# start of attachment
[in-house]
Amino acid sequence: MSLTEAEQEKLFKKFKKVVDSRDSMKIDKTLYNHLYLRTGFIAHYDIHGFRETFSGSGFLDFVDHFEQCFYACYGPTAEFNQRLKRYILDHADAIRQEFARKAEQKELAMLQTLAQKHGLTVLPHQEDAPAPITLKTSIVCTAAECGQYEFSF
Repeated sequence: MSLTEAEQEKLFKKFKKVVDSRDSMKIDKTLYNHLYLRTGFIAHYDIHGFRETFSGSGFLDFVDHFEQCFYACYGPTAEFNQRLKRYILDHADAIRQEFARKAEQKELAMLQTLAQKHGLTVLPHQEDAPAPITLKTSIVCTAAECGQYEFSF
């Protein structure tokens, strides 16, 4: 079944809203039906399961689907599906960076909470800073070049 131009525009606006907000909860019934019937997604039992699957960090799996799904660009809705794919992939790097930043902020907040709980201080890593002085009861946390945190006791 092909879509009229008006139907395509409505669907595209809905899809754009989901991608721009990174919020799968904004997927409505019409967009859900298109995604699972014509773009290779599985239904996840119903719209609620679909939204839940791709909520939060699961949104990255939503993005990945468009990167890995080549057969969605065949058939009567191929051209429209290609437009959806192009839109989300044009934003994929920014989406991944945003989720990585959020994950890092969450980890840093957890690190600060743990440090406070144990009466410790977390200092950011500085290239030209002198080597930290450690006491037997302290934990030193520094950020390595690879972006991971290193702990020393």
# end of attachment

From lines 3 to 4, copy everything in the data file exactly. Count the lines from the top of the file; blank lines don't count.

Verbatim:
Repeated sequence: MSLTEAEQEKLFKKFKKVVDSRDSMKIDKTLYNHLYLRTGFIAHYDIHGFRETFSGSGFLDFVDHFEQCFYACYGPTAEFNQRLKRYILDHADAIRQEFARKAEQKELAMLQTLAQKHGLTVLPHQEDAPAPITLKTSIVCTAAECGQYEFSF
């Protein structure tokens, strides 16, 4: 079944809203039906399961689907599906960076909470800073070049 131009525009606006907000909860019934019937997604039992699957960090799996799904660009809705794919992939790097930043902020907040709980201080890593002085009861946390945190006791 092909879509009229008006139907395509409505669907595209809905899809754009989901991608721009990174919020799968904004997927409505019409967009859900298109995604699972014509773009290779599985239904996840119903719209609620679909939204839940791709909520939060699961949104990255939503993005990945468009990167890995080549057969969605065949058939009567191929051209429209290609437009959806192009839109989300044009934003994929920014989406991944945003989720990585959020994950890092969450980890840093957890690190600060743990440090406070144990009466410790977390200092950011500085290239030209002198080597930290450690006491037997302290934990030193520094950020390595690879972006991971290193702990020393």